They don’t know.

    Depending on the conversation I’m having, and how much rapport I have, I might dig in a little… “Oh, so you don’t really have an idea of exactly WHAT it is you’re looking for out of this project? And that’s OK, good thing we’re working together, then.”

    Getting all of this hullabaloo out of the way in the beginning helps, but as you’ve pointed out Peter, no scenario is perfect.

  15. Karen Wormald
    Karen Wormald says:

    I wholeheartedly agree that, since they hired you, you owe it to them to tactfully explain why you took a particular approach, and I think it does raise your stock in their eyes as someone who knows her stuff. For all the good that does, in too many instances.

    On the other hand, if they cave and follow your advice, they’d be tacitly admitting they DON’T know diddly about effective communication, engaging their target audience, yada yada. So they immediately forget what you said, forge blindly ahead with their bad copy, and then wonder why it’s not doing any better than the dry in-house dreck they used to put out. Because this time, THEY HIRED A PROFESSIONAL!

    In corporate America, tunnel vision and selective amnesia are the widely accepted, yet unspoken, rationales for why the communications budget got wasted.

    Gee, do I sound cynical?

    PS: Peter, you have my full permission to quote.

  16. Star
    Star says:

    I am laughing and half-crying remembering all the times this has happened to me. Countless. For good-gray DC, I was “out there”–people hired me because I always put in a little sass, flash, and trash. Then when they saw it, they freaked. I always concentrated on benefits v features, but I used short sentences and was punchy and sometimes punny or funny. You’d think I had called all their customers and said their product would kill them! I remember doing a whole campaign for the American Bankers Assn annual meeting–and they scotched it and got a logo from Disney World (where the meeting was) and went on from there, time, date, place. Yawn! Another time, the Building Owners & Managers Assn took my copy and let the designer stack it in skinny columns like a–wait for it–skyscraper! Art not sales! You could not read a word without your eyes crossing. For Gannett, I once did a brochure with a voice chip–it spoke! But the copy they ultimately used was so boring, no one pushed the button. My motto for years was: “I won’t be boring no matter how much you pay me.” One day a client said, “We are pretty boring.” I said, “Well, I will write it the way it should be and tell you it’s boring.” I actually got the job! I had no business getting it, I guess. Ah, good times.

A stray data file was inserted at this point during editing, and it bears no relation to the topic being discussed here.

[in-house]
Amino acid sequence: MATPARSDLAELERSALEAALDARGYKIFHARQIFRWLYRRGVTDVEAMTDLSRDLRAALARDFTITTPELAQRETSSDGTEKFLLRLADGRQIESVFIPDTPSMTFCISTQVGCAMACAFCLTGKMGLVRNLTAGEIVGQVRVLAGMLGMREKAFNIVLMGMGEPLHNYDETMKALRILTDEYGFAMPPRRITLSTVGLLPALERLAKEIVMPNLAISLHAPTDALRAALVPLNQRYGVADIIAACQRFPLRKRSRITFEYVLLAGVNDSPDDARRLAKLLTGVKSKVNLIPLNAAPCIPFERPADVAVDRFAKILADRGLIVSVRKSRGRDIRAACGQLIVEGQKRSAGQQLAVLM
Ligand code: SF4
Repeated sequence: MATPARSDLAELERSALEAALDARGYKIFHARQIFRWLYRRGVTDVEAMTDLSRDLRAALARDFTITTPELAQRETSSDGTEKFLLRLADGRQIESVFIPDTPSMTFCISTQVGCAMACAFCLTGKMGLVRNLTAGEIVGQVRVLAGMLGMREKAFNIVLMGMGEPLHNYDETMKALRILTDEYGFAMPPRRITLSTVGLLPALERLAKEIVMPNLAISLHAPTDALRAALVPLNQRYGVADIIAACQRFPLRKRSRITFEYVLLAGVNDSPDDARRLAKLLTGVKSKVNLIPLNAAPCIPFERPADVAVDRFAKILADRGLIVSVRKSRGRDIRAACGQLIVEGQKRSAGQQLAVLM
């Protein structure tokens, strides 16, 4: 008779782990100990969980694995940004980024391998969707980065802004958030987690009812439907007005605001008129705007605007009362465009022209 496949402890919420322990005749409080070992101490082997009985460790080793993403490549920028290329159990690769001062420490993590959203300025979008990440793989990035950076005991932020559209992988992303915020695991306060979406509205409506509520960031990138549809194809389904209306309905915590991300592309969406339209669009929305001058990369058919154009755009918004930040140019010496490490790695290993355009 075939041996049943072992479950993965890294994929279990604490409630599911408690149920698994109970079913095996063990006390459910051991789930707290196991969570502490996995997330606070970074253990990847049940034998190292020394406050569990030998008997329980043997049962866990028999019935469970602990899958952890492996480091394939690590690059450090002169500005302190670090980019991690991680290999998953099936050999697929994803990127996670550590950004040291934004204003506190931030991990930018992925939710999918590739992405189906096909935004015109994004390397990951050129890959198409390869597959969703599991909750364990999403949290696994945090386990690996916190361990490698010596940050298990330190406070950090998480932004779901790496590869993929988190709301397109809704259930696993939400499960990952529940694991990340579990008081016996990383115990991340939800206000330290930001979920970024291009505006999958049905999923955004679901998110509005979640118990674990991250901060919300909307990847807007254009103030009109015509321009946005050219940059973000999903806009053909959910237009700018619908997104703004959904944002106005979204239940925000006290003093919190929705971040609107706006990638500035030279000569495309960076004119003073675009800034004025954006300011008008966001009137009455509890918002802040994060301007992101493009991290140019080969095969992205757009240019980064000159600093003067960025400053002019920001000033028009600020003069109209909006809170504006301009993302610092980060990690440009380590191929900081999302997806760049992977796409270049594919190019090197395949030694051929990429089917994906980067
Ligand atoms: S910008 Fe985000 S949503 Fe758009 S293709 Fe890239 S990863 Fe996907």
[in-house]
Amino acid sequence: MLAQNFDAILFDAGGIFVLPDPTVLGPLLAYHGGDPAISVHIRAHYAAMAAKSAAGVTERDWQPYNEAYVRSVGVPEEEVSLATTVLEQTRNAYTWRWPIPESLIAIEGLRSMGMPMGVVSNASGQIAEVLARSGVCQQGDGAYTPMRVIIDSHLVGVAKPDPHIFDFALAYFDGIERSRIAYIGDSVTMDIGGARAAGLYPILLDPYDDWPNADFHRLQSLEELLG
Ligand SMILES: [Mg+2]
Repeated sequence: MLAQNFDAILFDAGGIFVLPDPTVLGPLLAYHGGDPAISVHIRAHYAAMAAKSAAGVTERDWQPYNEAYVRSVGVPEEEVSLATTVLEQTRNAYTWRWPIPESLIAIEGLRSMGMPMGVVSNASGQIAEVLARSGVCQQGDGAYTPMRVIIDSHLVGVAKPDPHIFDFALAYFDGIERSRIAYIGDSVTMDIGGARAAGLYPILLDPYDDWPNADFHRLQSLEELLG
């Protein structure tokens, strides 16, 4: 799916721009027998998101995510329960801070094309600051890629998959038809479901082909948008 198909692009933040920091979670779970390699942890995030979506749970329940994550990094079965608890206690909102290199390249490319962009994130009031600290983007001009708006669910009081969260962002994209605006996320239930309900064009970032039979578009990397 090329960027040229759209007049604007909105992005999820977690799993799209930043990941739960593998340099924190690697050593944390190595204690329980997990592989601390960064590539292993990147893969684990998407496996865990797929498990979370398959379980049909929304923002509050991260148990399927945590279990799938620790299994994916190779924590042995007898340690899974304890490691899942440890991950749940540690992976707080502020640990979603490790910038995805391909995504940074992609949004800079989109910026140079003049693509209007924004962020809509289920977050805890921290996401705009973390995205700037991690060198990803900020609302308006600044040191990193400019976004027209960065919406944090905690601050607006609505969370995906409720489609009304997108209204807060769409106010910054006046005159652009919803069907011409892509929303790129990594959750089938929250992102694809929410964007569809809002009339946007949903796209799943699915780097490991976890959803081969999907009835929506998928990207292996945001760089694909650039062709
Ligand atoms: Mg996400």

17. Star
    Star says:

    Hey, is anyone watching the AMC show THE PITCH? Two ad firms compete for a big name client. Shows some of the brainstorming, deliverables, etc. Too much on the personal stories–I wish I saw my kids more, sob sob. I like it, though. Some of the tags they come up with are so mundane I could cry. Thurs nites.

  18. Peter Bowerman
    Peter Bowerman says:

    Love the smooth switcheroo, Joseph: “Oh, so you don’t really have an idea of exactly WHAT it is you’re looking for out of this project? And that’s OK, good thing we’re working together, then.” That’s using your head…;)

    And Karen, its easy to get cynical sometimes, especially when dealing with big companies. That’s why it’s good to work with the Big Boys just long enough to get those names on your resume and in your “book,” and then switch to smaller companies (who can just as easily pay for your services but are far less likely to fight you every step of the way).